Disappointments are likely to occur at some point in our lives.
The question isn’t Will we be disappointed?
But rather How will we handle disappointment when it comes?
Left unresolved, disappointment can lead to bitterness and unforgiveness, which can ultimately prevent us from walking in the purpose God has for us.
It can even affect the direction we take for our lives.
I’ll never forget the first time I spoke in public. I was a freshman in college and Public Speaking was a required course for my major.
It seemed like it would be fun and I was actually looking forward to the class.
Until the day I had to give my first speech.
I was assigned a topic: baseball and a time limit: 3 minutes.
Seems pretty doable, right?
I was speechless, even though the words were written on the sheet in front of me.
The moment I looked up and saw all 15 pairs of eyes staring at me—I froze.
I ran out of the class in the middle of my speech, determining to change my major.
I went to my professor to explain that I was not cut out for public speaking and that I would be dropping his class. To my surprise, he agreed and proceeded to scold me for leaving in the middle of class.
I was heartbroken.
Not only did I feel like a failure, but my professor was agreeing with that label. I’d secretly hoped he would deny my request and give me a “give it another go, girl”.
But he didn’t.
I did end up changing my major to something that didn’t require public speaking. I settled into a comfortable Business Administration degree, where I could stay behind the scenes and avoid the risk of humiliation again.
It’s been 24 years since I walked out of that classroom.
Yet there are still remnants of disappointment that rise up from that situation.
As I’ve searched God’s Word I’ve found several key ingredients to protecting my heart from disappointments.
3 Steps to Protect Your Heart from Disappointments
Control Your Thoughts
When I left the classroom that day, I was plagued with defeating thoughts.
You didn’t practice long enough. If you would have, you could’ve nailed that speech.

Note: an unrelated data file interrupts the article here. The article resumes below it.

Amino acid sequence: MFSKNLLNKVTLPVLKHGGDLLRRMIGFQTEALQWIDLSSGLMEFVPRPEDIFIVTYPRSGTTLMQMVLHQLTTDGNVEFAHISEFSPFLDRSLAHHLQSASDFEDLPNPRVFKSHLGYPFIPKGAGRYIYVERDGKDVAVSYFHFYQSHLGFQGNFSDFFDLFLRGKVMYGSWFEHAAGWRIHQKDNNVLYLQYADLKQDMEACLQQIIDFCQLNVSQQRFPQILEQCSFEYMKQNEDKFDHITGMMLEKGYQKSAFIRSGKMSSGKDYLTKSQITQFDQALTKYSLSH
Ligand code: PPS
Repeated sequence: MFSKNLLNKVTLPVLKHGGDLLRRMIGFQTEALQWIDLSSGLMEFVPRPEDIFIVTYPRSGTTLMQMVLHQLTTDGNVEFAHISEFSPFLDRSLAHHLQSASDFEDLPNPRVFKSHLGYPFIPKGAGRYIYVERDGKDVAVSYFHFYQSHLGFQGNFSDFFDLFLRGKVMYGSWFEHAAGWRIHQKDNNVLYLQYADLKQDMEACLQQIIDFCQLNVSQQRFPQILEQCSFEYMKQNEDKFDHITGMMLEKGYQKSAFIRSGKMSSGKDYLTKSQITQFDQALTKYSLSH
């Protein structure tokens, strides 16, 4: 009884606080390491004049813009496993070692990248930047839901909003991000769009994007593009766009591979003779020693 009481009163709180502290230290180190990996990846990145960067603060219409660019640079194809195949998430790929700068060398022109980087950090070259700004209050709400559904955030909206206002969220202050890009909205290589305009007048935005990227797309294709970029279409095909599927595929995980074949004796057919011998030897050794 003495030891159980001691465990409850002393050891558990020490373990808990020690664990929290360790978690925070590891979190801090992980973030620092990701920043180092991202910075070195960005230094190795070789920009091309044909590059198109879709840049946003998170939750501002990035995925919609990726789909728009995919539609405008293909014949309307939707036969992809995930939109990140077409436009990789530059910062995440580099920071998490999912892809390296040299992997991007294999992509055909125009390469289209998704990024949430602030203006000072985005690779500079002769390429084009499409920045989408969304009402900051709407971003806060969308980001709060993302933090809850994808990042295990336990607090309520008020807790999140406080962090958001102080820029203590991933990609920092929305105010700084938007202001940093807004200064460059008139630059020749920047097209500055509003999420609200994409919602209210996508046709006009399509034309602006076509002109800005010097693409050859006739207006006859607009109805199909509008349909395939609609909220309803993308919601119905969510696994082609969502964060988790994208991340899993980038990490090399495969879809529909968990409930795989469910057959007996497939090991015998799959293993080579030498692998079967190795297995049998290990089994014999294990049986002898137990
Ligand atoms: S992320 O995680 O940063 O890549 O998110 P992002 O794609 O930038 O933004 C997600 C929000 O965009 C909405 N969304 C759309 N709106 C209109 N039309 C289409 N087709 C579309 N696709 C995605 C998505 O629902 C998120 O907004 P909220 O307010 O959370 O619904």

You’re just not a speaker. No one really wants to listen to what you have to say anyway.
It’s best to drop this class, so you’ll never have to see those people again.
When faced with disappointment, I’ve found this to be true:
[bctt tweet=”The enemy tries hard to not just attack our behavior, but our identity.” username=”Alisa_Nicaud”]
He wants to convince us that not only did we fail, but we are failures.
Do you see the difference?
One statement says, “You failed.” We can accept that. We all fail sometimes.
The other statement says, “You are a failure.”
That generalization is a lot harder to swallow. It implies we didn’t just fail at this one thing, but that we will fail at everything, because that is who we are.
The moment I left, I had a choice.
I could focus on my defeating thoughts and buy into the lie that I was a failure, or I could choose to focus on the truth and believe I would do better the next time. I’d love to say that I overcame disappointment that day, but that would not be the truth. I chose to believe that I was not a speaker and that I didn’t have a message.
Looking back, I see how the enemy stopped me from pursuing what God has called me to do.
Fear and insecurity prevented me from sharing my voice, not about baseball, but about Christ.
The stakes were a lot higher.
We are all confronted with the choice to believe the lies of the enemy or the truth of God’s word. This scripture has helped me to overcome those fears and step out into what God has called me to do.
And now, dear brothers and sisters, one final thing. Fix your thoughts on what is true, and honorable, and right, and pure, and lovely, and admirable. Think about things that are excellent and worthy of praise. Philippians 4:8 NLT
When things don’t go the way we plan, we have to make a conscious effort to fix our thoughts on the right things. We have to remind ourselves what God says about us.
Our circumstances, our failures, our successes—do not define who we are.